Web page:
My love for photography started when my Dad handed me his treasured Yashica TLR on my 15th birthday. That Yashica took 120 mm black and white film and I have wonderful memories spending time in a darkroom processing and watching those photographs come to life. With the times, I transitioned from 120 mm, to 35 mm print and transparencies and then finally switching to digital. The one thing that has stayed constant is my passion for landscape photography.
What is it that makes me get up at 3 AM and trek miles to see the early morning alpenglow light up a mountain in the Sierras, or to wear wading boots so I can capture an iceberg on a glacial beach in Iceland, or to lie flat on the grass in a tick infested wheat field so I can capture the moon setting behind a barn in the Palouse? I really can't describe why I do it, but I know that when I peer through the viewfinder, I truly feel one with nature. I am fully immersed and emotionally connected to the magic and awe of nature in front of me and try to humbly capture the experience the best I can. The euphoria one feels on clicking the shutter after hours of planning, hiking, setting up the tripod, composing, ensuring the right exposure and sharp focus is hard to capture in words. The closest equivalent in my experience is crossing the finish line of the New York City Marathon.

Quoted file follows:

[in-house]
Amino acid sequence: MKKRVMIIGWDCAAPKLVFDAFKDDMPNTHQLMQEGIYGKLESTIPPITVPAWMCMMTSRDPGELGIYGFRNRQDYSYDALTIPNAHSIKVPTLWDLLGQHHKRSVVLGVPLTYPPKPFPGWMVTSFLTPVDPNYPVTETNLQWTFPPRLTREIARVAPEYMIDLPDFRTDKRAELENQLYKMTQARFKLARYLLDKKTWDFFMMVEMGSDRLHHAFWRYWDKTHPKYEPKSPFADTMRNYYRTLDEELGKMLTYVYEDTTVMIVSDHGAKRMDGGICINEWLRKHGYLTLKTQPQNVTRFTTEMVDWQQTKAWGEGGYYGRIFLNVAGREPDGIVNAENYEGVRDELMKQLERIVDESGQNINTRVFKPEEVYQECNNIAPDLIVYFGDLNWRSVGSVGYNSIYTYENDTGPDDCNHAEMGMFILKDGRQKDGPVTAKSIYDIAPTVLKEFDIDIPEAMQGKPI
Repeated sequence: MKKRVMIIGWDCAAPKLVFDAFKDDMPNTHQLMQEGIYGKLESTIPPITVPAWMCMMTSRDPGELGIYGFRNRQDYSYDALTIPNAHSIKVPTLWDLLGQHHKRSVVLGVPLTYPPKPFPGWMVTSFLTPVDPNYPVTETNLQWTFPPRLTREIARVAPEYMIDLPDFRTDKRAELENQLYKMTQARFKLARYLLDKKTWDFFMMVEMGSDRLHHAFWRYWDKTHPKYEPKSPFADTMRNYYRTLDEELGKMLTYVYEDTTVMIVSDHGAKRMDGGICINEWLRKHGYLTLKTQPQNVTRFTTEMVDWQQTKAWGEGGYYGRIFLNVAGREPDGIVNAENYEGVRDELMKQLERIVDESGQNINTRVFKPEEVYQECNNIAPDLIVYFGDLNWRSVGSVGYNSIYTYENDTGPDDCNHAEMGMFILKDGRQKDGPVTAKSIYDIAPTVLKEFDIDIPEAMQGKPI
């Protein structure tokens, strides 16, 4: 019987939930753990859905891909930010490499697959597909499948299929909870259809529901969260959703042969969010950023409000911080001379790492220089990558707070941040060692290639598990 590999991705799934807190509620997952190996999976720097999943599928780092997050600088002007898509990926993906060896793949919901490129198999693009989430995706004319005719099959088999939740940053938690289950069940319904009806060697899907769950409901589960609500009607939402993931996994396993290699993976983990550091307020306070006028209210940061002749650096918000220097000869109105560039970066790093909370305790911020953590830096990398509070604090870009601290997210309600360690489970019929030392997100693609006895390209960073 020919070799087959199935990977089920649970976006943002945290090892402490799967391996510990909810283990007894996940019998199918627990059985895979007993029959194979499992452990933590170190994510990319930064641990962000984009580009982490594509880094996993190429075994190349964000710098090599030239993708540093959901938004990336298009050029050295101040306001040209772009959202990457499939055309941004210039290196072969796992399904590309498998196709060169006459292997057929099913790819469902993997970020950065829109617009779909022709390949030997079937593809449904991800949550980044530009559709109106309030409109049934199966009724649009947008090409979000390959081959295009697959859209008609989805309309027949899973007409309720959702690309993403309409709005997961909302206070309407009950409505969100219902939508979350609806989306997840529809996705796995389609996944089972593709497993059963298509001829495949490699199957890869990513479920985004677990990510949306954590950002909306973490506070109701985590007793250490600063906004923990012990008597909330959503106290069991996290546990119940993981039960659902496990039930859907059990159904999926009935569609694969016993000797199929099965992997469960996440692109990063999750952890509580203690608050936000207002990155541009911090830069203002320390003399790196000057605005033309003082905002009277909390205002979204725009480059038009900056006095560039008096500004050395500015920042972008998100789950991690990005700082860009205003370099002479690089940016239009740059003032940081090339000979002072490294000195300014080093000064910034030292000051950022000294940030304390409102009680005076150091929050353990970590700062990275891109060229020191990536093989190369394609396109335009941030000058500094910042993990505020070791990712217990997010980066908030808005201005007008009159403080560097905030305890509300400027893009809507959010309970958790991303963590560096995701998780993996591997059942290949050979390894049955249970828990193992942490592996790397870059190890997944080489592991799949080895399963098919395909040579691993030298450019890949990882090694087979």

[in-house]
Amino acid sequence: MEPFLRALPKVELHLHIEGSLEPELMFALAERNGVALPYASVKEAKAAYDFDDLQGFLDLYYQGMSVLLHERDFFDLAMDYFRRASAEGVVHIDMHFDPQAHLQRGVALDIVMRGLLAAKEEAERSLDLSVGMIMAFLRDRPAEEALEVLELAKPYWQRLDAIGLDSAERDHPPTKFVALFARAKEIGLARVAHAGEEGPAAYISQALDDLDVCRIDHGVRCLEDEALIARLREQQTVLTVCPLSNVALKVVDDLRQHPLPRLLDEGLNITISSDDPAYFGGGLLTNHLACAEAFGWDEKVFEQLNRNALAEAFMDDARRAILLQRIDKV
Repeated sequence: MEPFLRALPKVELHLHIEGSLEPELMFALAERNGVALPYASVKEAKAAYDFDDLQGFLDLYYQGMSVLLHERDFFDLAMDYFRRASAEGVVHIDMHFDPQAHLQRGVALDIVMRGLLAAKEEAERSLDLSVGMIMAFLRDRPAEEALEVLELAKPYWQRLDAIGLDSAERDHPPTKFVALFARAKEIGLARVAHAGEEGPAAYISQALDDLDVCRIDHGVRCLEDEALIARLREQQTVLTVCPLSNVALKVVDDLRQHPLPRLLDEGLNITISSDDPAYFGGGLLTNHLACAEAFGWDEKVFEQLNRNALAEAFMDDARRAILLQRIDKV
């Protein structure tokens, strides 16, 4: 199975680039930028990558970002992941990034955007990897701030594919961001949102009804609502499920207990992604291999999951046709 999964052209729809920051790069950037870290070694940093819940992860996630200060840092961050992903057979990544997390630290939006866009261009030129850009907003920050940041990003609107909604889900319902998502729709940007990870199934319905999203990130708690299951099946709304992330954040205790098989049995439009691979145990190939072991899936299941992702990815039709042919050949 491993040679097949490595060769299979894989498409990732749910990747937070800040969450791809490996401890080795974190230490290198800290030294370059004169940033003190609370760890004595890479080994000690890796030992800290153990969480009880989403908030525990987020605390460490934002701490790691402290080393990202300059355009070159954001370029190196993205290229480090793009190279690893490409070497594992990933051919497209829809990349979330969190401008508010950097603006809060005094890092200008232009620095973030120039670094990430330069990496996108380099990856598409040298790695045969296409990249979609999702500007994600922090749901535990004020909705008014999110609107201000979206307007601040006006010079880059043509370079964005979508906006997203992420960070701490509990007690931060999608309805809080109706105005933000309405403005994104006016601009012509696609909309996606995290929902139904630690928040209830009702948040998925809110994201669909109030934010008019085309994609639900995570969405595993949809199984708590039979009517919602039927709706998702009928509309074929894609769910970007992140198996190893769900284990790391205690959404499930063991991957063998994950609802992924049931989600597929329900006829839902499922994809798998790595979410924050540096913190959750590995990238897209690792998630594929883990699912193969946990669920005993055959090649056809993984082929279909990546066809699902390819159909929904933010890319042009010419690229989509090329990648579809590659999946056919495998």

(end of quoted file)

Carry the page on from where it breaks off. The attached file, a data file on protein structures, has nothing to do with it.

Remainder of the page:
Like minded buddies have recently joined me on my photographic trips and this has taken my experience to a whole different level. The camaraderie, the banter, the shared experience of discovering and then capturing the perfect aspen grove glistening yellow with Fall colors, and then trading stories at the end of the day over pizza and beer – life does not get better than this.
Ansel Adams words continue to inspire: “A great photograph is one that fully expresses what one feels, in the deepest sense, about what is being photographed.”